March 3, 2011
5-ALA clinical trial opens for patients with brain tumors called gliomas
University of Washington Medical Center is the first center in a five-state region to be approved by the United States Food and Drug Administration (FDA) to use an experimental drug called 5-aminolevunilic acid (5-ALA) to help locate brain tumors by using a fluorescent light during surgery.
Although this drug has been used to destroy cancer cells with photodynamic therapy for the past 30 years, UW Medical Center is one of only a few American hospitals that are currently exploring the safety and efficacy of this drug to improve surgery for malignant gliomas. It is the only center conducting this clinical trial in the Washington, Wyoming, Alaska, Montana and Idaho region.
Following large, randomized, prospective studies in Europe, several European countries have already approved, and are now using, 5-ALA for improved glioma surgery. The compound is taken by mouth.
Gliomas originate in the glial cells, which surround and support nerve cells. The most common location for gliomas is the brain. Glioma incidence is rising in the United States. An estimated 12,000 people die each year from this tumor. These high-grade gliomas are often fast-growing, so improved treatment options are critical.
Because gliomas lack easily identifiable margins, 5-ALA provides the neurosurgeon with an important option that potentially enables better identification of invasive tumor.
Unlike normal body tissues, high-grade gliomas break down 5-ALA into a fluorescent compound called a “photoporphyrin,” a structure similar to that of chlorophyll found in plants.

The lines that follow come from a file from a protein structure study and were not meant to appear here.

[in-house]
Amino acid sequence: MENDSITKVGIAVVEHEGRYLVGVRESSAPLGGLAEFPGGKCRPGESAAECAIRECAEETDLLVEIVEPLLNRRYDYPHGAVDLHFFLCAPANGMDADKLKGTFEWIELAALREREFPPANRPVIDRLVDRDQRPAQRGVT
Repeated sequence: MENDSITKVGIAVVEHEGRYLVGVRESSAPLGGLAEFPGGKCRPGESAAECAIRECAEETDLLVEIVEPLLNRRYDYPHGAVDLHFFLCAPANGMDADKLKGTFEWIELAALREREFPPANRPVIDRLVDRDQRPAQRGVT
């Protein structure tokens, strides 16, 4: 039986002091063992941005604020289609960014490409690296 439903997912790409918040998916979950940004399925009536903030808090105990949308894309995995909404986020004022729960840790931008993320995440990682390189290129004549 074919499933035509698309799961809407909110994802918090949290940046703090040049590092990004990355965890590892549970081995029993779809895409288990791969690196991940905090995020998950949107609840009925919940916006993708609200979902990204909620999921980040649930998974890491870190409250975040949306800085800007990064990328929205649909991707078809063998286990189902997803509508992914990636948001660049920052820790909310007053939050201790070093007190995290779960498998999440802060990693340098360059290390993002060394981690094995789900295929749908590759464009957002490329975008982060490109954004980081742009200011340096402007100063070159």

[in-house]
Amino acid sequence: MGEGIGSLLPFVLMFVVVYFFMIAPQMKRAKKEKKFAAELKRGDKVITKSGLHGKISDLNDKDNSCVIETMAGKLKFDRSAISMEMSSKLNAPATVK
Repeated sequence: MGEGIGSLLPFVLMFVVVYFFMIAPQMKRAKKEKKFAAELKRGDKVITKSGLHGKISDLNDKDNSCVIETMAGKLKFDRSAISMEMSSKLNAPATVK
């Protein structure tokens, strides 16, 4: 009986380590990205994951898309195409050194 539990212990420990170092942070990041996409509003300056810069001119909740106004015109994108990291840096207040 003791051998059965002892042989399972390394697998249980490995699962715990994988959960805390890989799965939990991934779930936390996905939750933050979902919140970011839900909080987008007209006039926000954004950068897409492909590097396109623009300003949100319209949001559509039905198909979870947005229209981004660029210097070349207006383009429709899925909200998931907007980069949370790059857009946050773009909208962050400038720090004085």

Tumors that absorb this compound fluoresce with UV light exposure. A specially modified surgical microscope that contains a UV light bulb enables the neurosurgeon to see the glowing tumor tissue and helps guide removal of the tumor.
Dr. Daniel Silbergeld, UW professor of neurological surgery and Chief of Neurological Surgery at UW Medical Center, is spearheading this effort.
The UW Medicine Neurosciences Institute offers patients coordination of care within the UW Medicine Health System that includes Harborview, UW Medical Center, Northwest Hospital, UW Neighborhood Clinics, UW School of Medicine, UW Physicians and Airlift Northwest. The multidisciplinary team of UW Medicine experts performs over 600 brain tumor surgeries each year. The team includes neurosurgeons, neurologists, rehabilitation specialists, psychiatrists, neuro-radiologists, neuro-oncologists, and neuro-ophthalmologists working together to provide patients with the best possible health outcomes.